I make no pretense here. I do not want to put forward an image that I have it all figured out; and anyone who knows me in real life can attest to the fact that my house is often out of control and messy. I often allow the necessary tasks in front of me pile up while I spend precious hours on a blog or nose deep in a novel. However, through grappling with this subject, I have been able to redefine life and work in a functional way. My children work very hard compared to their contemporaries, and I recently calculated that they spend more literal hours a day engaged in domestic and physical work than in any other single activity.
On so many parenting and homeschooling sites, we see questions like “how do I GET my children to do chores”? Often there are many answers that involve the typical manipulations we perform with children, “getting” them to eat vegetables, clean their rooms and “share” their things. We have tried every chart and reward and punishment system. I have even seen parents make complete clowns of themselves creating elaborate “fun” stories and scenarios that make the chore or undesired request “enjoyable”. So many parents think that if a child expresses displeasure in a task that there is somehow something “wrong”. A child that refuses to work, share or eat vegetables is called “strong-willed”. A child that wilts with a broom in his hand makes us feel as though we have not properly filled him up with the right nourishing stories or foods. Before we try and manipulate our children’s behavior with the application of our own will…let us realize that children wilting at work is the sign of a WEAK will.
Children often do not know how to say “no” to themselves and their own whim of emotion (sound familiar?….I experience this myself faced with a laundry pile that is taller than my 6 year old). Sometimes washing dishes does not feel good, it is not fun. We know this as grown-ups, and perhaps our generation of homemakers feels this more than our forebears for whom work was an assumption of life. So we look in the eyes of little Johnny or Joan, wet with tears over an intense desire to not put the blocks back in the basket, and think “I need to figure out another WAY to GET them to WANT to do their chores”. Hence the cycle of manipulations and struggles and bad feelings and throwing up our hands and just doing it ourselves to get to the other side of chores to the important real stuff of grimm’s fairy tales, pentatonic flute lessons, beeswax modeling and circle songs.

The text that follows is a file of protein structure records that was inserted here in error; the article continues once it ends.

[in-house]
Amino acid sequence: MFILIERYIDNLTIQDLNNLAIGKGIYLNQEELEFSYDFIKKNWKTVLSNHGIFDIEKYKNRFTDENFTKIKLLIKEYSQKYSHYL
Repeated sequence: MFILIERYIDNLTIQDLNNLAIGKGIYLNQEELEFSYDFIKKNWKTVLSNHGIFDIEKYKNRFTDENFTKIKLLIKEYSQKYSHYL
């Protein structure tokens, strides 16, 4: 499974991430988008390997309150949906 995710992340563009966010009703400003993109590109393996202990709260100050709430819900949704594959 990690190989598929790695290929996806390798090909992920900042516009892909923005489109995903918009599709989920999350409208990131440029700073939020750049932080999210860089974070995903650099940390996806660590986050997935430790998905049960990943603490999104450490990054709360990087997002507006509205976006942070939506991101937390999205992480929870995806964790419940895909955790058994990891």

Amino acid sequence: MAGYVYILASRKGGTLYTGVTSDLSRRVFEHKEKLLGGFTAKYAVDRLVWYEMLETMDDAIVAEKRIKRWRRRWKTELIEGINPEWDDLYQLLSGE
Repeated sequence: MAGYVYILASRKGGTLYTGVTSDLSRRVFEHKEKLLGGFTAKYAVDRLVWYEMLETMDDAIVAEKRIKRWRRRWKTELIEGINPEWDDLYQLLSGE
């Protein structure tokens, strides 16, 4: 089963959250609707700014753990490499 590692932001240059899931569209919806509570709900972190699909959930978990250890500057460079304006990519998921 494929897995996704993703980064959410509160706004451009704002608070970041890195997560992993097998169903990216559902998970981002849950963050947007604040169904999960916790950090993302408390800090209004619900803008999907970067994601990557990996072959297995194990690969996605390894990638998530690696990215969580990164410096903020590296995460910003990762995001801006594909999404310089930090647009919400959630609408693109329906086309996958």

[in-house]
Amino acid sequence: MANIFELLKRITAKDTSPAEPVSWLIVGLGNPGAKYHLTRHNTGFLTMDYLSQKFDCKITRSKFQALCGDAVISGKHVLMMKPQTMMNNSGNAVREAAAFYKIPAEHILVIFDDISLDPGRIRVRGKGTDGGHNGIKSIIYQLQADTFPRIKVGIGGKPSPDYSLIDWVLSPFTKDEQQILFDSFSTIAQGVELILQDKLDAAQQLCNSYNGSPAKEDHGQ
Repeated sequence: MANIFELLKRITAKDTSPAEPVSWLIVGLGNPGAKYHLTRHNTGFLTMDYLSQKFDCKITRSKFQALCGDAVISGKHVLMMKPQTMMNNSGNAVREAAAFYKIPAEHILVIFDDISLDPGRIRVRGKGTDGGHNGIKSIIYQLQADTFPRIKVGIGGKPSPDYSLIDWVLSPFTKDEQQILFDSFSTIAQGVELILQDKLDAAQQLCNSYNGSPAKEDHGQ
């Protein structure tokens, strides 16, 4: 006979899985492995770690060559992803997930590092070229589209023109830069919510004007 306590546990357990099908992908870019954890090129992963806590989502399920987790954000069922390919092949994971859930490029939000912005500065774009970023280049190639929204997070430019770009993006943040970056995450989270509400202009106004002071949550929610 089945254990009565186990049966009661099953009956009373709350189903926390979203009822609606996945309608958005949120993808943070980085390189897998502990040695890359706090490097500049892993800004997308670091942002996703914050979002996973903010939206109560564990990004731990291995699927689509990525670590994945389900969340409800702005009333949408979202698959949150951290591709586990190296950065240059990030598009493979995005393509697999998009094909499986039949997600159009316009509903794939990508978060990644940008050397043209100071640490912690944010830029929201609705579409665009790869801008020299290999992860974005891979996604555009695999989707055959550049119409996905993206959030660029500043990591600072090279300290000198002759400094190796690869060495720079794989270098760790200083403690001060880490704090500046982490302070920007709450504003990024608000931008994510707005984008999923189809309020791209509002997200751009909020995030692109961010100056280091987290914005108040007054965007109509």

We need to step back from our preconceived notions of work and priorities of family life, and instead of asking “how do I get them to do their chores”, we should ask “how can I re-center my priorities around daily work and elevate these tasks so that they become the most important cornerstone of all facets of our life”? That is what the first part of this essay has been about. Once we redefine, re-center and reevaluate our assumptions, we can get to the how-to. If we don’t first do the philosophical readjustments, anything we try or do will be another materialistic scaffold that will eventually make us feel imprisoned. I offer now a picture of what I have done in my own home that seems to be working, at least for now….not as a “method” but an example of one family’s WAY and CULTURE of home life. I also freely admit that this is a picture of us on our very BEST days…and that many days are nothing close to this ideal. You will certainly create your own ways and means through your own journey in redefining your relationship with work.
I no longer consider myself as completely responsible for the home and housework. I may be the shift manager, or lead homemaker, but all of us in the family are responsible for the running of the home. My daughter, now actively in that 9 year change, craves responsibility. She is responsible for breakfast, and makes toast, oatmeal or pancakes every morning without my supervision. I have even trained her to make coffee in the press and bring me a cup in bed. Yes, I am admitting this to you! (you might vacillate between horror and jealousy on this point) She is such an early riser, and quite frankly, I need an extra hour most mornings….so this works for us. We have a notebook where she writes a letter to me every night, talking about things she is thinking about, and asking about the next day. She leaves it next to the bathtub for me. When I am filling my nightly bath, I write back to her. I write to her loving thoughts, and also give her responsibilities for the next day that she needs to attend to. I give her ownership over that first hour of the morning, and often by the time I have risen for the day, she has already accomplished much household work. This simple early morning breakfast is not eaten until everyone is dressed and beds made. I am not afraid of them starving because they don’t want to make a bed. And they won’t die from eating cold oatmeal through tear stained eyes after finally relenting to making their bed.